Olusegun Ajose: ‘Matthysse is good, I’m better’
At 32, Olusegun Ajose finally has the marquee fight he has desperately yearned for. After Randall Bailey pulled out of his Showtime bout with Devon Alexander, Ajose’s junior welterweight match-up with Lucas Matthysse was elevated to the headline bout of Saturday’s telecast, his first-ever main event on an international broadcast.
Ajose (30-0, 14 knockouts) has contested most of his boxing career in relative obscurity. With his first (and perhaps only) chance at the spotlight on Saturday at the Hard Rock Hotel and Casino in Las Vegas, he hopes to open eyes and show people what he’s known all along: that he’s one of the best in the 140-pound division.
“I’ve always challenged the best. The reason I haven’t fought the best is I’m too good for my own good,” Ajose told RingTV.com. “It’s special to me that I’m getting an opportunity to showcase my talent, to show America what I got. I’ve been waiting a long time.”
But the Lagos, Nigeria native will be taking a monumental step-up in class. To date, Ajose (THE RING’s No. 9-rated junior welterwieght) has feasted mostly on subpar opposition with his best victory coming against Frenchman Ali Cheebah on ShoBox last September (his last fight). He’s been inactive while Matthysse, 29, has fought three times since then, his most recent bout a notable knockout of Humberto Soto in June.
The power-punching Argentine has fought a much higher class of competition, with questionable losses to Zab Judah and Devon Alexander. The Alexander fight in particular was dubious, as most observers thought he clearly won the fight. Ajose isn’t worried about the chasm in competition, pointing out that Matthysse (THE RING’s No. 1-rated junior welterweight) didn’t get the decision in either fight (though Ajose thought he won both contests).
“Every time he steps up he loses”, said Ajose, who moved to New York a year-and-a-half ago from London. “He stepped up to Devon, he lost. Stepped up to Judah, he lost. I think he won those fights but he lost eventually.
“Matthysse is good, I’m better. I am better than Zab Judah, I am better than Devon Alexander.”
Matthysse (31-2, 29 KOs) is known for his brute power. Since arriving on the American scene, he’s dropped Judah and Alexander and possesses a dazzling 85.29 knockout percentage. Showtime analyst Steve Farhood recently named Matthysse No. 3 on his list of boxing’s top one-punch knockout artists.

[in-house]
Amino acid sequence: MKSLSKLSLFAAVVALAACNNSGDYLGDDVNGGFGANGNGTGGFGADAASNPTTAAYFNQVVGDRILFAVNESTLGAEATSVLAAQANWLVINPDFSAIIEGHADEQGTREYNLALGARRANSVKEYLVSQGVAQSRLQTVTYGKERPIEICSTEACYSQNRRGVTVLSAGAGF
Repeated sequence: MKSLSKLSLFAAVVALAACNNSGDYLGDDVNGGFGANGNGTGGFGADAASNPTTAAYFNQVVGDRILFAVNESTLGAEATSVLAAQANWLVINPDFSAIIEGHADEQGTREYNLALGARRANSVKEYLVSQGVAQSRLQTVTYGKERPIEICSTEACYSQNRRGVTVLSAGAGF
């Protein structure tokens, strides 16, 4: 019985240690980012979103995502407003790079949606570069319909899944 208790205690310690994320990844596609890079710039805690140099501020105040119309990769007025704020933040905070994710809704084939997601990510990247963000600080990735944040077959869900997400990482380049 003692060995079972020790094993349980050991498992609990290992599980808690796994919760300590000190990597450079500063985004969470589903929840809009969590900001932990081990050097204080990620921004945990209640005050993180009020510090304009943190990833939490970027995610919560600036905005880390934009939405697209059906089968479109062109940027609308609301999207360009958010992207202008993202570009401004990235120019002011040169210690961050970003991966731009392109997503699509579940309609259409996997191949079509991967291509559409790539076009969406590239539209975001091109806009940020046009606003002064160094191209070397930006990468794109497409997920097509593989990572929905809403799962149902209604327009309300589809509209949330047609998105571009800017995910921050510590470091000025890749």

But Ajose isn’t weary of Matthysse’s power. Ajose owns deft movement, fights intelligently and calls himself “a beautiful boxer.”
“I’m not worried about his power, he can punch just like I can punch,” said Ajose, who trained in New York, Las Vegas and Nigeria for this bout. “I’ll figure him out once I get in the ring – I’ll improvise.”
Ajose’s co-promoter Gary Shaw (partnering with Lou DiBella) is elated that Ajose will now be on the “big stage”. He referenced the time his fighter Vic Darchinyan’s bout was elevated to the main event, saying his career “flourished” after his knockout of Luis Maldonado on Showtime.
“Everybody’s been ducking him, he’s been chasing his opportunity for years with the WBC,” said Shaw. “This is the closest Lou and I have got to making a [big] fight. He’ll win the fight, no question about it, and then we’re going to chase everybody at 140 pounds.
“He’s got a lot of boxing skills; the world just hasn’t seen how good he is. On Saturday night, they’ll see how good Ajose is.”
Ajose feels ready for the limelight and is anxious to prove his mettle and skills to the American public. A chance he feels is long overdue.
“I just want to box. If you say you’re a good boxer you want to fight good boxers,” said Ajose, who represented Nigeria at the 2004 Olympic Games. “Not getting the opportunities was really frustrating. But that is boxing. Now I have an opportunity to showcase my talent, to show people how good I am, and I’m going to take it.”
Photo / Tom Casino-SHOWTIME